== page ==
Durham Alumna at the Forefront of Fintech in Luxembourg

Emillie Allaert

Emillie Allaert is the Head of Operations and Projects at the Luxembourg House of Financial Technology, which is Luxembourg’s dedicated Fintech center. An alumna of Durham University Business School’s financial management  masters program, she speaks to TopMBA.com about her career journey since graduation, and why she is passionate about making a change in the world of finance.

Why did you decide to undertake your master’s at Durham?

I read that the university was well-ranked, and the city was small but welcoming and thought that would be a perfect environment for me. The bachelor’s I did was very academic, so I wanted to do something more practical.

I chose a financial management course which was a mix of management and finance. When I started, it was 2009 and just after the 2007-08 financial crisis, so I didn’t know if finance was still the right path to follow. I knew that by doing a program that was mixed I could have more options afterwards - if finance was too bad I could still go into management.

What did you enjoy most about the course at Durham?

I liked the organizational behavior module because I learnt a lot about how companies work behind the scenes, and how the ways you interact with your employees can have an impact on your business. I had a great time at Durham and loved the course. I’d never have achieved what I have without it and have gained a lot of skills I’m using every day.

What has been your career journey since graduating from Durham?

Directly after finishing my master’s I started working for KPMG in Luxembourg, first as a tax advisor, specializing in the regulatory field, and testing software linked to regulatory statements as well as new regulation on taxation. I found it very interesting to have this view on the technology side of the finance world.

I then had the opportunity to join JP Morgan and work in asset management, as part of the business change group for continental Europe. I was responsible for regulatory projects there as well, but more on the international side of the job. After some time, and some problems with the gender imbalance of the job, I decided I wanted to go back to consulting and see how I could help clients. I wanted to have a dynamic job where I’m always learning something and have some variety.

So, I joined Alpha Financial Markets Consulting (Alpha FMC). I worked for big clients, still on regulatory projects, but with much more technology involved in the process. I stayed there for more than two years and learnt quite a lot.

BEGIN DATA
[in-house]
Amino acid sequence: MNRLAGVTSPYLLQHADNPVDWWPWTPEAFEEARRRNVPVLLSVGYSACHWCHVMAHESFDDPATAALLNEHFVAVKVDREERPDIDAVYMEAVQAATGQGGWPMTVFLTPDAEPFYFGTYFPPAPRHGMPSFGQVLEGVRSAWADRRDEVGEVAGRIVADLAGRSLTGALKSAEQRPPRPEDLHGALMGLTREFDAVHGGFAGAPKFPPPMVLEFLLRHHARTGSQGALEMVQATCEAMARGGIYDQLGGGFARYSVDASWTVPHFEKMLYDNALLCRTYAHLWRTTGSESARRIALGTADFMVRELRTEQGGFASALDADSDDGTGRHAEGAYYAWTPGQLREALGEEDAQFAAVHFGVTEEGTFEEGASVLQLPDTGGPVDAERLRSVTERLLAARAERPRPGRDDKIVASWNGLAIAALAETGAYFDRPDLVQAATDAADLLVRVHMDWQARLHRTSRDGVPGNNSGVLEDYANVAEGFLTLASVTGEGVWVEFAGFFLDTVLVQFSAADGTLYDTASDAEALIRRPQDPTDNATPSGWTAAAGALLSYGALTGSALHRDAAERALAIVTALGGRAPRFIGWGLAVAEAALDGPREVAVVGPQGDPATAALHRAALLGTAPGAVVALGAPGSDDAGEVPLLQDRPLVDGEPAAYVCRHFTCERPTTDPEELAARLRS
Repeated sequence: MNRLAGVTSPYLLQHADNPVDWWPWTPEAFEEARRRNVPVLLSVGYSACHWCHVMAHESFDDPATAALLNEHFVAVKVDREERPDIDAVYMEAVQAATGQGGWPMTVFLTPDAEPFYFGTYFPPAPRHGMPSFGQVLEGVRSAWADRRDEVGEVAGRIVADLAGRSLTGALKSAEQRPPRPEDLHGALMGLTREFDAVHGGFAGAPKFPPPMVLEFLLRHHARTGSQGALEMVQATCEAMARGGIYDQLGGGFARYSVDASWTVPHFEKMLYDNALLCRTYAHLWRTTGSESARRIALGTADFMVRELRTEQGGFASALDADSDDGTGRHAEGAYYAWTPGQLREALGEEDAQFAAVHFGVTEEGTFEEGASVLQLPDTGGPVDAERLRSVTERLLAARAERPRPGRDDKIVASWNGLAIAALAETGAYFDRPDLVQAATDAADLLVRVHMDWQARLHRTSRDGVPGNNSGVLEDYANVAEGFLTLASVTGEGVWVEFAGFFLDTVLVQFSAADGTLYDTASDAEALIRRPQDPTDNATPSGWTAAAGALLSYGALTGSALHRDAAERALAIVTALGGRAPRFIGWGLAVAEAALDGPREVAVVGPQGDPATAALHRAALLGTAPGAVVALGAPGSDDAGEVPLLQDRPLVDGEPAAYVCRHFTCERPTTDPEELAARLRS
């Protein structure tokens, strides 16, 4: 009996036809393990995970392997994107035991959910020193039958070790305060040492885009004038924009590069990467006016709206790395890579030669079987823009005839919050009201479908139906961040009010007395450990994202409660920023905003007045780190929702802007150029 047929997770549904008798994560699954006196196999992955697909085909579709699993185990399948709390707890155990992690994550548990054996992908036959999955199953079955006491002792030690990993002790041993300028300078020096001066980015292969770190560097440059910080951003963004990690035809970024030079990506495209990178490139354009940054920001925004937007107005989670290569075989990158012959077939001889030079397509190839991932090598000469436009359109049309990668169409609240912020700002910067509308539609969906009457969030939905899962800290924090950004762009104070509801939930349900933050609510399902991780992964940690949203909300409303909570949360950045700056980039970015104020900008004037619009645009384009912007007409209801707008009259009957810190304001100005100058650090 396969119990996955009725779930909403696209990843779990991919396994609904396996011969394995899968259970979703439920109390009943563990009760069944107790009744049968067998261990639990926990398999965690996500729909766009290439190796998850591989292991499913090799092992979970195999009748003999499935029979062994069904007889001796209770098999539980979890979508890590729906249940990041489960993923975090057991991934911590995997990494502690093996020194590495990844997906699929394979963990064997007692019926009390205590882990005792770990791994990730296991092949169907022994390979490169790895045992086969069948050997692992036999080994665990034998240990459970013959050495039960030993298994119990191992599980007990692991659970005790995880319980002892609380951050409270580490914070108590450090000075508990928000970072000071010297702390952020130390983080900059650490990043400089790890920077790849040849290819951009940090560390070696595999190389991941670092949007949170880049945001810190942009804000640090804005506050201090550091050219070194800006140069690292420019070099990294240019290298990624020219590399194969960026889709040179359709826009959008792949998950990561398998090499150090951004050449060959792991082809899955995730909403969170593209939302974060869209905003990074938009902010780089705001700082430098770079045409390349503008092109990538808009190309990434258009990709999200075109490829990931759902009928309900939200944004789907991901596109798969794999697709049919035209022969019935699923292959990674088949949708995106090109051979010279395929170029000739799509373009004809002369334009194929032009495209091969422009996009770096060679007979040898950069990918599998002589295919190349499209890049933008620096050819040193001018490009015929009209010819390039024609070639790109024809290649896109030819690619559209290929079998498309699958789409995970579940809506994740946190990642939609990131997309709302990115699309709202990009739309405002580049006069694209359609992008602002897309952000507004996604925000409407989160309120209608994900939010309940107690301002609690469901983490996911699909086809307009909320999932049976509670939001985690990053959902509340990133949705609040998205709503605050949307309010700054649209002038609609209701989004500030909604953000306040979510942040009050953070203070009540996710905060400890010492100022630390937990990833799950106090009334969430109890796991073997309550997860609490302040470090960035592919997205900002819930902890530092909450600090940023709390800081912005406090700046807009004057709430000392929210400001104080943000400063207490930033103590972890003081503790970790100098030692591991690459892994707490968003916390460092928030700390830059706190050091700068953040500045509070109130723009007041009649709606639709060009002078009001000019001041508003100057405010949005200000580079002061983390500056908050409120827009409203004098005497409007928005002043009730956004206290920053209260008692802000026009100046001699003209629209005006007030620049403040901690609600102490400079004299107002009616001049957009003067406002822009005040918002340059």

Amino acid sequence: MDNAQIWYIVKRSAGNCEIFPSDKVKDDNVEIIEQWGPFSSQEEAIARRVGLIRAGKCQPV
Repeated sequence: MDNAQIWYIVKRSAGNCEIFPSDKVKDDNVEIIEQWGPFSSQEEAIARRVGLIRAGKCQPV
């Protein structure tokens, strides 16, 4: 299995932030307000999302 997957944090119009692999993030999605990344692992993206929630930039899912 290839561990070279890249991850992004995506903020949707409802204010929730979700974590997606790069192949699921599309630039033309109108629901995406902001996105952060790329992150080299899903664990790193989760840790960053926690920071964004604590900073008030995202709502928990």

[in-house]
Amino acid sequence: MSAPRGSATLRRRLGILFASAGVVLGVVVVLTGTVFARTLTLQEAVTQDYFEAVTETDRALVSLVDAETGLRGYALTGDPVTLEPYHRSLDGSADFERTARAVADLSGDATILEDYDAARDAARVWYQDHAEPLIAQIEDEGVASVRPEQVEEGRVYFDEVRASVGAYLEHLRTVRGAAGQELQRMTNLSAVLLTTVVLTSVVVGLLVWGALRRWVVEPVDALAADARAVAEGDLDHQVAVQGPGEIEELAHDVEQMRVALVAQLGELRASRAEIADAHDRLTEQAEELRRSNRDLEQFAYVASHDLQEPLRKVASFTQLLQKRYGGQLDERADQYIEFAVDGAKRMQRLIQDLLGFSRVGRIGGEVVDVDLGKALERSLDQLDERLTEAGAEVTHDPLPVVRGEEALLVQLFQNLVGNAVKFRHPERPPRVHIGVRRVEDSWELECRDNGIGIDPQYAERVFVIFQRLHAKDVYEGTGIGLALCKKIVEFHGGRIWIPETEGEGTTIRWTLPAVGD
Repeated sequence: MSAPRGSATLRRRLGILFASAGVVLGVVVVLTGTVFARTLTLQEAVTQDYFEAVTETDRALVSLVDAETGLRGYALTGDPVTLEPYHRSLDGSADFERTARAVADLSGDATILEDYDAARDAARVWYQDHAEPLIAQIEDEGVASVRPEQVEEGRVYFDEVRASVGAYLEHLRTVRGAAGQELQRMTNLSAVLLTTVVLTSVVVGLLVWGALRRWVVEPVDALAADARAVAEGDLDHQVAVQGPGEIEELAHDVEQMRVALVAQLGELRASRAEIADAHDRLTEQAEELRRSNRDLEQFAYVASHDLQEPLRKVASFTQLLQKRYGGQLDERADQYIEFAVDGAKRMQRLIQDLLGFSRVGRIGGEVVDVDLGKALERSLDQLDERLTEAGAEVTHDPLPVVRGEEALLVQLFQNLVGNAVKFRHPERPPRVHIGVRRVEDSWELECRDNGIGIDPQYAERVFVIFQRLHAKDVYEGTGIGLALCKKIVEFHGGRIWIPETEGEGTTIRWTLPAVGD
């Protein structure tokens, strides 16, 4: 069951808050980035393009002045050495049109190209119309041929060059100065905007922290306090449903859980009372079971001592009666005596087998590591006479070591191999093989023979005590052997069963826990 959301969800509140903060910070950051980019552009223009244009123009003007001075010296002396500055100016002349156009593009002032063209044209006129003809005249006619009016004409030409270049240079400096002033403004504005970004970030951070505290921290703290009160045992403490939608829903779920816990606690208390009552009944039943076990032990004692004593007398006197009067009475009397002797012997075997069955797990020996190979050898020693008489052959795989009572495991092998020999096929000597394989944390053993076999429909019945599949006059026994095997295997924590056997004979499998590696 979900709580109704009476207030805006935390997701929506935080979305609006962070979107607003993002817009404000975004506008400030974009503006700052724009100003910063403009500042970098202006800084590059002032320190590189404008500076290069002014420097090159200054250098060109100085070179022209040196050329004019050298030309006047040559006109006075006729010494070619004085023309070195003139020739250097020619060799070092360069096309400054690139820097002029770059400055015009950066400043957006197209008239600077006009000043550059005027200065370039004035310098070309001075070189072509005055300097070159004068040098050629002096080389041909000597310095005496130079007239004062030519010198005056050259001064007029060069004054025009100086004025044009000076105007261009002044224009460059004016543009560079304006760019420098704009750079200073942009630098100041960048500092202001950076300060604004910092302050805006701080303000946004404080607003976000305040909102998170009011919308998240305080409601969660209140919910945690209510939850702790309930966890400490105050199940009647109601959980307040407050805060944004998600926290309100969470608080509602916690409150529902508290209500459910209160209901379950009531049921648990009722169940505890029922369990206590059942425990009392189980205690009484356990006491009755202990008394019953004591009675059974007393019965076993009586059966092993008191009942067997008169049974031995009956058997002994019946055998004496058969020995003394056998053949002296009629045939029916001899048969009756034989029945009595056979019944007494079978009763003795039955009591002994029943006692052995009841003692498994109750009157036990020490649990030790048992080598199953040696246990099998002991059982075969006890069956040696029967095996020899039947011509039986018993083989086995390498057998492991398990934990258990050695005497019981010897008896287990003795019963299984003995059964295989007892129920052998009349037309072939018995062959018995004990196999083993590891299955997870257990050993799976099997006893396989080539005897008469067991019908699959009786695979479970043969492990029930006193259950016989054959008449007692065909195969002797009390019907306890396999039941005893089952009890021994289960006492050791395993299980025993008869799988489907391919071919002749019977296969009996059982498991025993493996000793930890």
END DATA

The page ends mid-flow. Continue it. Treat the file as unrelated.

Then, the Luxembourg House of Financial Technology (LHoFT) was created end of 2016, bringing incredible opportunities. Luxembourg has always been a major player in the financial industry, but I know from previous experience that some of the processes and operations in this area are based on old-fashioned technology. I know there are existing solutions that can really bring value and quality to the client, and I thought that the LHoFT would be the perfect platform to encourage the financial industry to look to the future, to technology, and to change.

I’m now working here as the head of operations and projects. I’ve always been a tech enthusiast, and I’ve always liked finance, so this is the perfect mix for me. I think it’s great to be the one to propose change and open the eyes of the financial industry. It’s important for me to have an impact and I think I can have it with this job.

You mentioned facing issues with gender equality in the past - what do you think can be done to make the world of finance a fairer place for women?

People talk about quotas, but I’m not really in favor of them. I think they fail to recognize the competences and the knowledge of the woman, as it’s more likely you’re there because they needed you for the quotas.

I think that women should take risks. I’ve discussed this with several women who say it’s difficult for them to make that jump on occasions or to apply for jobs where they’re not 100 percent qualified, but I think it would definitely help if women started to realise that not everything is based on a resume. They should apply even if not fully qualified for the job and shine at interviews, personality and knowledge do not necessarily come across in resume but does in person.

Schools should also promote technology and IT skills, particularly for little girls. Parents should encourage them, buy them laptops and bring them to coding classes. Coding is just a language and is universal, it has no gender.

Why is it important for you to be in a role where you can make an impact and instigate change?

Money helps you to buy things you like, but to me, having an impact brings satisfaction that money could never buy. I’m trying to help the country I’ve been living in for 12 years, to ensure it has a good future. There are things in Fintech in Luxembourg that could bring new opportunities for everybody. We’re all alive just to make things change for the better.

Written by Julia Gilmore

Julia is a writer for TopMBA.com, publishing articles for business students and graduates across the world. A native Londoner, she holds an MSc in Marketing Strategy & Innovation from Cass Business School and a BA in Classical Studies & English from Newcastle University.

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